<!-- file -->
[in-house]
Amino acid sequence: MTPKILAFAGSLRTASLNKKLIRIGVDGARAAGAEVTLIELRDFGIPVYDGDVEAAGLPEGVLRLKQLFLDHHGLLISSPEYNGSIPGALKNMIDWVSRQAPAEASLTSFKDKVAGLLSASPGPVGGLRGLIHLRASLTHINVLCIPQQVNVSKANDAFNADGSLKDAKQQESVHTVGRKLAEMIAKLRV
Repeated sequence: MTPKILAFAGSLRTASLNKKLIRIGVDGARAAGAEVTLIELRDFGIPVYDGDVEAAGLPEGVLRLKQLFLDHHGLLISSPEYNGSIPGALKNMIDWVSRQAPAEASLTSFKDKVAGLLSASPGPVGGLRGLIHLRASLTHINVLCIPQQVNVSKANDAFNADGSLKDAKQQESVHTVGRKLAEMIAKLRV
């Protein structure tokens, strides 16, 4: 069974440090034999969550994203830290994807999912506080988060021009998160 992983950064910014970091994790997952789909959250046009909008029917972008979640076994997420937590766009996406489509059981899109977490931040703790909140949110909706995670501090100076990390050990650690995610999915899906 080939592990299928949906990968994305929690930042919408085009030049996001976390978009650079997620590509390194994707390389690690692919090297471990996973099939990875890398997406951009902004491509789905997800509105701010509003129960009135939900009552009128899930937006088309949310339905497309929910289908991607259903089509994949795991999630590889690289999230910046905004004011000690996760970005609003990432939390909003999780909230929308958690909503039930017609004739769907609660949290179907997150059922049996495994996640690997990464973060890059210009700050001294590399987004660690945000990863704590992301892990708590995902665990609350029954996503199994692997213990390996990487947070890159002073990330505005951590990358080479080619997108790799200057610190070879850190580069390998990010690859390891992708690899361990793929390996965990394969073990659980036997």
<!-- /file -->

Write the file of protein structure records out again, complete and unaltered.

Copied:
[in-house]
Amino acid sequence: MTPKILAFAGSLRTASLNKKLIRIGVDGARAAGAEVTLIELRDFGIPVYDGDVEAAGLPEGVLRLKQLFLDHHGLLISSPEYNGSIPGALKNMIDWVSRQAPAEASLTSFKDKVAGLLSASPGPVGGLRGLIHLRASLTHINVLCIPQQVNVSKANDAFNADGSLKDAKQQESVHTVGRKLAEMIAKLRV
Repeated sequence: MTPKILAFAGSLRTASLNKKLIRIGVDGARAAGAEVTLIELRDFGIPVYDGDVEAAGLPEGVLRLKQLFLDHHGLLISSPEYNGSIPGALKNMIDWVSRQAPAEASLTSFKDKVAGLLSASPGPVGGLRGLIHLRASLTHINVLCIPQQVNVSKANDAFNADGSLKDAKQQESVHTVGRKLAEMIAKLRV
């Protein structure tokens, strides 16, 4: 069974440090034999969550994203830290994807999912506080988060021009998160 992983950064910014970091994790997952789909959250046009909008029917972008979640076994997420937590766009996406489509059981899109977490931040703790909140949110909706995670501090100076990390050990650690995610999915899906 080939592990299928949906990968994305929690930042919408085009030049996001976390978009650079997620590509390194994707390389690690692919090297471990996973099939990875890398997406951009902004491509789905997800509105701010509003129960009135939900009552009128899930937006088309949310339905497309929910289908991607259903089509994949795991999630590889690289999230910046905004004011000690996760970005609003990432939390909003999780909230929308958690909503039930017609004739769907609660949290179907997150059922049996495994996640690997990464973060890059210009700050001294590399987004660690945000990863704590992301892990708590995902665990609350029954996503199994692997213990390996990487947070890159002073990330505005951590990358080479080619997108790799200057610190070879850190580069390998990010690859390891992708690899361990793929390996965990394969073990659980036997």